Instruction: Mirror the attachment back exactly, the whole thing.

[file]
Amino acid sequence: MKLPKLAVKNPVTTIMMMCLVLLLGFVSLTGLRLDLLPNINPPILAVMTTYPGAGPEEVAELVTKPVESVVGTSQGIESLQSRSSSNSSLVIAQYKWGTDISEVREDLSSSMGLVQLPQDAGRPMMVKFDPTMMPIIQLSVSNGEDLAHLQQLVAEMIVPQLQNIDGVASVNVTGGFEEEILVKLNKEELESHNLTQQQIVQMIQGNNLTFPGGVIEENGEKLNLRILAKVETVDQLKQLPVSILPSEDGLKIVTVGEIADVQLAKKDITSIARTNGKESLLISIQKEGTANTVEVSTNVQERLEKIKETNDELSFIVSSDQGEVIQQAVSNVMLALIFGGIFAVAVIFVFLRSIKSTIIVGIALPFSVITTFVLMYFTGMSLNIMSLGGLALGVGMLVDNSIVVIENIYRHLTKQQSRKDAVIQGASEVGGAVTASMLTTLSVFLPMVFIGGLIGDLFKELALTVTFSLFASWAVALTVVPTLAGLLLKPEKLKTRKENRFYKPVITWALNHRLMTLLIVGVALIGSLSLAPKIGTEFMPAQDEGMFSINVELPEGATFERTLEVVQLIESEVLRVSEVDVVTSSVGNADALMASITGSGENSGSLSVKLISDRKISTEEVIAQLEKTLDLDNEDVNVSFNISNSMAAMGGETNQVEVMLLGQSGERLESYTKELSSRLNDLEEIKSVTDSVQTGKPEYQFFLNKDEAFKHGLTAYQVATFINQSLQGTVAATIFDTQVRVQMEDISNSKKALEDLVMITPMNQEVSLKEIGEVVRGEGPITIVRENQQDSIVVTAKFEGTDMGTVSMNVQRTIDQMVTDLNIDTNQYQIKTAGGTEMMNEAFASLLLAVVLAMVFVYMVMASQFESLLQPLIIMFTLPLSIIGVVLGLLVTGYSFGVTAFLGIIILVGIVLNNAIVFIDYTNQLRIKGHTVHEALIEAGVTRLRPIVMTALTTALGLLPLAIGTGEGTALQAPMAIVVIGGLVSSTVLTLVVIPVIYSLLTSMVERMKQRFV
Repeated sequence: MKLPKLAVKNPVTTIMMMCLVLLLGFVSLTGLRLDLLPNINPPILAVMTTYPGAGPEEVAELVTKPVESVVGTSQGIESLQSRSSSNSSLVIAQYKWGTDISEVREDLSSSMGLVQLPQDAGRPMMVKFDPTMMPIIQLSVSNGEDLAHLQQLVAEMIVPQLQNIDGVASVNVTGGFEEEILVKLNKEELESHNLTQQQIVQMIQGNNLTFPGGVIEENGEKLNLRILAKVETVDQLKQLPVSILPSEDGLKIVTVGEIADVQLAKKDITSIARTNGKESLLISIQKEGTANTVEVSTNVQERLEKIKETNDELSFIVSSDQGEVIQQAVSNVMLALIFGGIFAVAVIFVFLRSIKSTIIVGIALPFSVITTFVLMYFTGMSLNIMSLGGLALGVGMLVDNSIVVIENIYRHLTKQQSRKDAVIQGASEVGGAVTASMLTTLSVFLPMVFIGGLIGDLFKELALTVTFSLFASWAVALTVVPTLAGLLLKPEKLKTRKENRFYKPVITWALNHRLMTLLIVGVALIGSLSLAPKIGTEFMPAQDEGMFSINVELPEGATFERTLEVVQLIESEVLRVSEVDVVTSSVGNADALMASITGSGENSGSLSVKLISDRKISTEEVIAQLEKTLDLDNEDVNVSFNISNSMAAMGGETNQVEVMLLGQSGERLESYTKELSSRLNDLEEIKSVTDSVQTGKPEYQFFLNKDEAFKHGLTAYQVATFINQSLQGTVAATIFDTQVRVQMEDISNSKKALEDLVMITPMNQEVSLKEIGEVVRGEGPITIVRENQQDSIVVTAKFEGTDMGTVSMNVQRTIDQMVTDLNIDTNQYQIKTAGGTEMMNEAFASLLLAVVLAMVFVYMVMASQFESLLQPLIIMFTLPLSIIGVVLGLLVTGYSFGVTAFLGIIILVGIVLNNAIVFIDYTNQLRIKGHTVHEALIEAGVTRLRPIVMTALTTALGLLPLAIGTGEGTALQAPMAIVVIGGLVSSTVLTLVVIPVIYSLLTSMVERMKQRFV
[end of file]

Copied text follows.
Amino acid sequence: MKLPKLAVKNPVTTIMMMCLVLLLGFVSLTGLRLDLLPNINPPILAVMTTYPGAGPEEVAELVTKPVESVVGTSQGIESLQSRSSSNSSLVIAQYKWGTDISEVREDLSSSMGLVQLPQDAGRPMMVKFDPTMMPIIQLSVSNGEDLAHLQQLVAEMIVPQLQNIDGVASVNVTGGFEEEILVKLNKEELESHNLTQQQIVQMIQGNNLTFPGGVIEENGEKLNLRILAKVETVDQLKQLPVSILPSEDGLKIVTVGEIADVQLAKKDITSIARTNGKESLLISIQKEGTANTVEVSTNVQERLEKIKETNDELSFIVSSDQGEVIQQAVSNVMLALIFGGIFAVAVIFVFLRSIKSTIIVGIALPFSVITTFVLMYFTGMSLNIMSLGGLALGVGMLVDNSIVVIENIYRHLTKQQSRKDAVIQGASEVGGAVTASMLTTLSVFLPMVFIGGLIGDLFKELALTVTFSLFASWAVALTVVPTLAGLLLKPEKLKTRKENRFYKPVITWALNHRLMTLLIVGVALIGSLSLAPKIGTEFMPAQDEGMFSINVELPEGATFERTLEVVQLIESEVLRVSEVDVVTSSVGNADALMASITGSGENSGSLSVKLISDRKISTEEVIAQLEKTLDLDNEDVNVSFNISNSMAAMGGETNQVEVMLLGQSGERLESYTKELSSRLNDLEEIKSVTDSVQTGKPEYQFFLNKDEAFKHGLTAYQVATFINQSLQGTVAATIFDTQVRVQMEDISNSKKALEDLVMITPMNQEVSLKEIGEVVRGEGPITIVRENQQDSIVVTAKFEGTDMGTVSMNVQRTIDQMVTDLNIDTNQYQIKTAGGTEMMNEAFASLLLAVVLAMVFVYMVMASQFESLLQPLIIMFTLPLSIIGVVLGLLVTGYSFGVTAFLGIIILVGIVLNNAIVFIDYTNQLRIKGHTVHEALIEAGVTRLRPIVMTALTTALGLLPLAIGTGEGTALQAPMAIVVIGGLVSSTVLTLVVIPVIYSLLTSMVERMKQRFV
Repeated sequence: MKLPKLAVKNPVTTIMMMCLVLLLGFVSLTGLRLDLLPNINPPILAVMTTYPGAGPEEVAELVTKPVESVVGTSQGIESLQSRSSSNSSLVIAQYKWGTDISEVREDLSSSMGLVQLPQDAGRPMMVKFDPTMMPIIQLSVSNGEDLAHLQQLVAEMIVPQLQNIDGVASVNVTGGFEEEILVKLNKEELESHNLTQQQIVQMIQGNNLTFPGGVIEENGEKLNLRILAKVETVDQLKQLPVSILPSEDGLKIVTVGEIADVQLAKKDITSIARTNGKESLLISIQKEGTANTVEVSTNVQERLEKIKETNDELSFIVSSDQGEVIQQAVSNVMLALIFGGIFAVAVIFVFLRSIKSTIIVGIALPFSVITTFVLMYFTGMSLNIMSLGGLALGVGMLVDNSIVVIENIYRHLTKQQSRKDAVIQGASEVGGAVTASMLTTLSVFLPMVFIGGLIGDLFKELALTVTFSLFASWAVALTVVPTLAGLLLKPEKLKTRKENRFYKPVITWALNHRLMTLLIVGVALIGSLSLAPKIGTEFMPAQDEGMFSINVELPEGATFERTLEVVQLIESEVLRVSEVDVVTSSVGNADALMASITGSGENSGSLSVKLISDRKISTEEVIAQLEKTLDLDNEDVNVSFNISNSMAAMGGETNQVEVMLLGQSGERLESYTKELSSRLNDLEEIKSVTDSVQTGKPEYQFFLNKDEAFKHGLTAYQVATFINQSLQGTVAATIFDTQVRVQMEDISNSKKALEDLVMITPMNQEVSLKEIGEVVRGEGPITIVRENQQDSIVVTAKFEGTDMGTVSMNVQRTIDQMVTDLNIDTNQYQIKTAGGTEMMNEAFASLLLAVVLAMVFVYMVMASQFESLLQPLIIMFTLPLSIIGVVLGLLVTGYSFGVTAFLGIIILVGIVLNNAIVFIDYTNQLRIKGHTVHEALIEAGVTRLRPIVMTALTTALGLLPLAIGTGEGTALQAPMAIVVIGGLVSSTVLTLVVIPVIYSLLTSMVERMKQRFV